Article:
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Jack pads - or, why nothing is ever simple

 
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Old 09-23-2017, 10:52 AM
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Jack pads - or, why nothing is ever simple

Given the importance of properly lifting an Aston (and the dire consequences of doing it incorrectly), I thought I'd summarize what I've learned over the last 8 months of making them.

First, why it's important - you can have your car totaled by lifting in from the wrong locations:

https://www.6speedonline.com/forums/...firestone.html

Note that Rich at Redpants.lol has put together a great tutorial on how to correctly lift one of our vehicles for DIY work. This is a somewhat scary process but allows you to put all 4 corners on jack stands. The jack pads I've made apply more to when using a lift, and providing the correct clearance to the under panels of the car to lift securely.

In their wisdom, Aston has chosen to use a variety of different jack point layouts (the main design is the same, but there a many variations in how the body panels tie in). I'd dearly love to see what they do in the factory to accommodate different models on the same line....

Here are the jack point details of each vehicle. Note that normally, there is a plastic cap covering the jack point - this needs to be removed to actually lift the car.

V8 Vantage coupe.
There were various sill designs over the years, but the jack points are the same - only the vertical clearance from the jack point to the jack itself has changes.

V8V coupe front


V8V coupe rear

V8 Vantage S and Roadster. There is a larger rear undertray in these cars that complicates the design, and shrinks the contact area. There is a also a front undertray.


V8V S and roadster front


V8V S and roadster rear

V12 V - these use a very different arrangement in the front, but the same undertray as the V8 S and roadster.


V12V front


V12V rear

DB9 is completely different, and offers much better contact area.



I do not yet have verified designs for DBS, Virage, Rapide or Vanquish.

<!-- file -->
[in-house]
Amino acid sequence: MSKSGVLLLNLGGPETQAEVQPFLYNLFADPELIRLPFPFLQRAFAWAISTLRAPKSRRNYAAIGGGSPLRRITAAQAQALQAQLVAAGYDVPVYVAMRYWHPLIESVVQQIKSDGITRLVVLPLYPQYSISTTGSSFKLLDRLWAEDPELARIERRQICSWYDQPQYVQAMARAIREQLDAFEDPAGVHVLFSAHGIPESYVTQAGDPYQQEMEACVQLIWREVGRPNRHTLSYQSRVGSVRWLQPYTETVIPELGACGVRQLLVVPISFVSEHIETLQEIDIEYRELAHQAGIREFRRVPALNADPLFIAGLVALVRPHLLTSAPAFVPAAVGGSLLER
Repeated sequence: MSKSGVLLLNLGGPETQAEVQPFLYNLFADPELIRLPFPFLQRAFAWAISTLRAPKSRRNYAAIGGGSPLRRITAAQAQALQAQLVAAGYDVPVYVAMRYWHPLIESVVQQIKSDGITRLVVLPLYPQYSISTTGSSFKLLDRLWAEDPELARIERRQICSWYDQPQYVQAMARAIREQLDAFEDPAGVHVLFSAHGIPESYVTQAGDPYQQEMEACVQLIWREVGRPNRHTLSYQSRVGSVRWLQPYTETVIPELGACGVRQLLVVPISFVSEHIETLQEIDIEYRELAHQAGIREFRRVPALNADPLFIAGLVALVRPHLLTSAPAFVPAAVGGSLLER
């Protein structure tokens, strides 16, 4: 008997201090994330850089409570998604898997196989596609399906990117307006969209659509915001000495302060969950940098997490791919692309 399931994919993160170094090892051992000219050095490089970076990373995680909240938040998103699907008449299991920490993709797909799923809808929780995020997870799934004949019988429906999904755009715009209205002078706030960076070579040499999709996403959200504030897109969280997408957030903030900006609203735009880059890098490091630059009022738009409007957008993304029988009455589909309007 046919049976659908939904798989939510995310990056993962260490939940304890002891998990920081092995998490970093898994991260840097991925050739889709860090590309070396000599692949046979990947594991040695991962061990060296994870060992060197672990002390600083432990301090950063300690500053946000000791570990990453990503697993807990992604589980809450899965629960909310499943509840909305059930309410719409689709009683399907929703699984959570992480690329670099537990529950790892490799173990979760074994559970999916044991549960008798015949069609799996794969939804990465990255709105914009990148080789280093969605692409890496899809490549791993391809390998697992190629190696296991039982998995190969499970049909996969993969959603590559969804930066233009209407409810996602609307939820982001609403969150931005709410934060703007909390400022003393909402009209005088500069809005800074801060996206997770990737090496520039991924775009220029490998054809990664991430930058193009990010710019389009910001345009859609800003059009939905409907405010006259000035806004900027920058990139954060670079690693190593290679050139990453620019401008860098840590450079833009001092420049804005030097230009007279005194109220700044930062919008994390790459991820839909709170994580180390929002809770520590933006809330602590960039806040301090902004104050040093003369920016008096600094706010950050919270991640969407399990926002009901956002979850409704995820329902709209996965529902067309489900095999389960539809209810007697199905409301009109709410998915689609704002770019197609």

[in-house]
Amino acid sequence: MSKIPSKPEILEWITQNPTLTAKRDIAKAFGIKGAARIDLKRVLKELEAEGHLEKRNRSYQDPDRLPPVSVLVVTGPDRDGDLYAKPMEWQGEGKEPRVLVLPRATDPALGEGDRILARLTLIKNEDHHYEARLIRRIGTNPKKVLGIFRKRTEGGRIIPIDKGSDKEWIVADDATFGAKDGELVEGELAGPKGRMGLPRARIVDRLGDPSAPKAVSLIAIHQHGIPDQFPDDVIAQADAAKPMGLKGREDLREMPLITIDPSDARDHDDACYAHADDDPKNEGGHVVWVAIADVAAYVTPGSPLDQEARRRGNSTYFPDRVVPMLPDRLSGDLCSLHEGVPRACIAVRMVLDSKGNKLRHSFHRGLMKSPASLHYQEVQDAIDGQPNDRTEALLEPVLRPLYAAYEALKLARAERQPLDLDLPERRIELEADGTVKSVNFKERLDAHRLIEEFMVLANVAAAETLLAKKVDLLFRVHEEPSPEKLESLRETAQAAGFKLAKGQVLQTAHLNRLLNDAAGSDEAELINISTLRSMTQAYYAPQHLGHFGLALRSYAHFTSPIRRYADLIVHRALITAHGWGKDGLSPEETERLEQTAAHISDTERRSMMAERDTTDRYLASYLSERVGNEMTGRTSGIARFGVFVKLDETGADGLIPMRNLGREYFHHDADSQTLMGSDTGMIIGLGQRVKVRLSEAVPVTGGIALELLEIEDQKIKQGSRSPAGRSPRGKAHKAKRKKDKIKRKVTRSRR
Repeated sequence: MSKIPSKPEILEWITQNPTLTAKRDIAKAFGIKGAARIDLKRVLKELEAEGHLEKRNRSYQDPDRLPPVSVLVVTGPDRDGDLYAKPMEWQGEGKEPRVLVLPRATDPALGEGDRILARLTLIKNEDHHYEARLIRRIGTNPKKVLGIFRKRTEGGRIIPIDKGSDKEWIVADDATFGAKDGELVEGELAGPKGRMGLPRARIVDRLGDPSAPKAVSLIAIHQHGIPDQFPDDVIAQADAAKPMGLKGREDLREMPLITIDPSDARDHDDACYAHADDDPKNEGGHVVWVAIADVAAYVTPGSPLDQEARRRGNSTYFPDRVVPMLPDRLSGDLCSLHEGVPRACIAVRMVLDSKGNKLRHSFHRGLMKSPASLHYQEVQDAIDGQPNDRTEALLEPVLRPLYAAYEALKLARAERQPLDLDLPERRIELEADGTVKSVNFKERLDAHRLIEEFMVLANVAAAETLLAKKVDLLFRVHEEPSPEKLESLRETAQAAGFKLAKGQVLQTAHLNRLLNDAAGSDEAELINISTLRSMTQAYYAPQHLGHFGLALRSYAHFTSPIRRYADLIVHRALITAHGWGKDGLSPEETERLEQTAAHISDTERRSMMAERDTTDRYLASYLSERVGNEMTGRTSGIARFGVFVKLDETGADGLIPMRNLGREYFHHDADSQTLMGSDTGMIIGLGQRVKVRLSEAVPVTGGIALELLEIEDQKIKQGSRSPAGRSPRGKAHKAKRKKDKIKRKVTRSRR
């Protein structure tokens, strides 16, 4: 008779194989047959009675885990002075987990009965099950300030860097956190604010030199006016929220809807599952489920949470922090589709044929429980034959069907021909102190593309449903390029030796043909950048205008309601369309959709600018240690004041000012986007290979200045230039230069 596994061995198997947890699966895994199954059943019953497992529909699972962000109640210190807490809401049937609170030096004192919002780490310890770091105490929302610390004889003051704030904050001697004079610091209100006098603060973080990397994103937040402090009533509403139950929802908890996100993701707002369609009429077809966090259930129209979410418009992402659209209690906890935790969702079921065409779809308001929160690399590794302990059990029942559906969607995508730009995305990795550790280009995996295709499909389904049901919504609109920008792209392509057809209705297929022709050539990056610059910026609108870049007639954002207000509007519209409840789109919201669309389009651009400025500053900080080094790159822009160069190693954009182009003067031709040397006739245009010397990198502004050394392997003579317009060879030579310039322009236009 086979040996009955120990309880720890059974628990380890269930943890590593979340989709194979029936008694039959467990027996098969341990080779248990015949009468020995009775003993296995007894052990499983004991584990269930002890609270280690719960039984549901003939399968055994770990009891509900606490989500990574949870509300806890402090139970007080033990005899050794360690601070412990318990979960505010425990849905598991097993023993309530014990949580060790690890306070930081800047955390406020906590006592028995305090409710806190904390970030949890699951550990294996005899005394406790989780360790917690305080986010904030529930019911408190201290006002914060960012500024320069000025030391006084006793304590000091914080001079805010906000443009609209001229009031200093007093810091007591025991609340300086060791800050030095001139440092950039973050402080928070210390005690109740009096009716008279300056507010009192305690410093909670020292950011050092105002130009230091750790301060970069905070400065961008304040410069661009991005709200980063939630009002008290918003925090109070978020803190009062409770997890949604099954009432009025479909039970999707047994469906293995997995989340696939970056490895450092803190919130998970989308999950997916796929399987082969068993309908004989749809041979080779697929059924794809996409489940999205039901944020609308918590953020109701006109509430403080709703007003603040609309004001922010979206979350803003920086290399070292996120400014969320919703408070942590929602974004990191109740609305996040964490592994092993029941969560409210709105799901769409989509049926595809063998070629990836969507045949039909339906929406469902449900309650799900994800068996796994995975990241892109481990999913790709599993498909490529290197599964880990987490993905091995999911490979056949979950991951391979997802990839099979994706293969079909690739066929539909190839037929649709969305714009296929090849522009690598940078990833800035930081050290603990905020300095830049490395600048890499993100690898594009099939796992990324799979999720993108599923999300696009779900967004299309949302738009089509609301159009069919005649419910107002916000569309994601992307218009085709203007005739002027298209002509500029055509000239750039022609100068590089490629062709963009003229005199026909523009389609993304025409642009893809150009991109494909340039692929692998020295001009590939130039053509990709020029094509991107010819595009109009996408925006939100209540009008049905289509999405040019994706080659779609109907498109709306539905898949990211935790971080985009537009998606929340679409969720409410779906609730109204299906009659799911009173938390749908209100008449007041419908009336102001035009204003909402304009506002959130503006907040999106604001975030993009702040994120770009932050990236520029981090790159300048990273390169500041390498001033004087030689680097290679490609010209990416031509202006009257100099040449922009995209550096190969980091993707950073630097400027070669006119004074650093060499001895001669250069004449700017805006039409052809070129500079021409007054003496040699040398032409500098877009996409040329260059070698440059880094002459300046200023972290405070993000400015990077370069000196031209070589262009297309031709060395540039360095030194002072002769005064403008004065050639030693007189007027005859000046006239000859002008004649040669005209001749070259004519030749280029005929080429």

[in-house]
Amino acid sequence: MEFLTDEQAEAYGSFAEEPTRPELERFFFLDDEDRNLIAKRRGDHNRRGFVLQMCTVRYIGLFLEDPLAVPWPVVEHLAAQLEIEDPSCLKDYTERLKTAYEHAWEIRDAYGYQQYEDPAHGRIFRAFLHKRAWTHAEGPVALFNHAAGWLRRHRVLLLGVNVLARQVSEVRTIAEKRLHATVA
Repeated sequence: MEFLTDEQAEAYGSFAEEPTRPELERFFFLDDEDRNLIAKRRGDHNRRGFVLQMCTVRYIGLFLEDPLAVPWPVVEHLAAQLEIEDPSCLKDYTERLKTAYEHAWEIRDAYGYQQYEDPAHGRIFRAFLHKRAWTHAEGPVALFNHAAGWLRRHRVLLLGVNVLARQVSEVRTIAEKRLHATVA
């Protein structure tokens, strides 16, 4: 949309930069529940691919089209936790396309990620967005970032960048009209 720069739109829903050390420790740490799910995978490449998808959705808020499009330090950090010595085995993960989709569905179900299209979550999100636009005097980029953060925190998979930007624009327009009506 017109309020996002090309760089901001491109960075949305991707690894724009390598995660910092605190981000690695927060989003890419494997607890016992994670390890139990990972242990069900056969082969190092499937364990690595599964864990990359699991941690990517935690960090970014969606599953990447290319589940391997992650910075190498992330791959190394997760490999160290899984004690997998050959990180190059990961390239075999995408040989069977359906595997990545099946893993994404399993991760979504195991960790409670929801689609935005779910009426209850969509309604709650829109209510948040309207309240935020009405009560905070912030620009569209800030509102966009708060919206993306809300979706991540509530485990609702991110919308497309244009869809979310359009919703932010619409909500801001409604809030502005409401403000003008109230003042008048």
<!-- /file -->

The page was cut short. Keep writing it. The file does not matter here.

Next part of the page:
I have also come up with a more complex jacking bar to make lifting a V8V coupe much safer - it is however much more involved, and therefore more expensive. It does however remove pretty much all the stress of lifting up a car from all 4 wheels.





I would be remiss in not thanking all those who provided input on various designs. Thanks for your measurements, comments and patience.

Matt
 
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Old 09-23-2017, 11:39 AM
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Lots of great info! I get questions all the time about this even still, so a lot of people are going to appreciate this.
 
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Old 09-23-2017, 09:25 PM
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I have a set of Matt's pads for my DB9 and used them today with my QuickJack. They work MUCH better than using the Quickjack's rubber blocks alone or the hockey pucks many of us used previously. Highly recommended.
 
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Old 09-24-2017, 11:51 AM
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I have his pads for my DB9. They are great to jack up one point. I do not have the set that incorporates the bar. I don't often or rarely need to put whole car on jack stands. However, I have run into the ---how do I transfer once lifted a corner to a jack stand issue. So my suggestions are to buy the whole bar pad kits and this is solved. Even for a change out of one wheel, might as well jack up one side of the car, put jack stands in place, and be done. But, HSM Precision pads are of the highest quality and work exactly as advertised. We are very fortunate to have a forum member who has taken this issue head on, and then made improvements. Thanks from me !!!!!!!!!!!
 
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Old 09-25-2017, 01:12 PM
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Originally Posted by zuman View Post
I have a set of Matt's pads for my DB9 and used them today with my QuickJack. They work MUCH better than using the Quickjack's rubber blocks alone or the hockey pucks many of us used previously. Highly recommended.
I also have a set of Matt's pads and also use them with my QuickJack. It's an awesome solution that takes all the worry out of lifting my Vantage.
 
 


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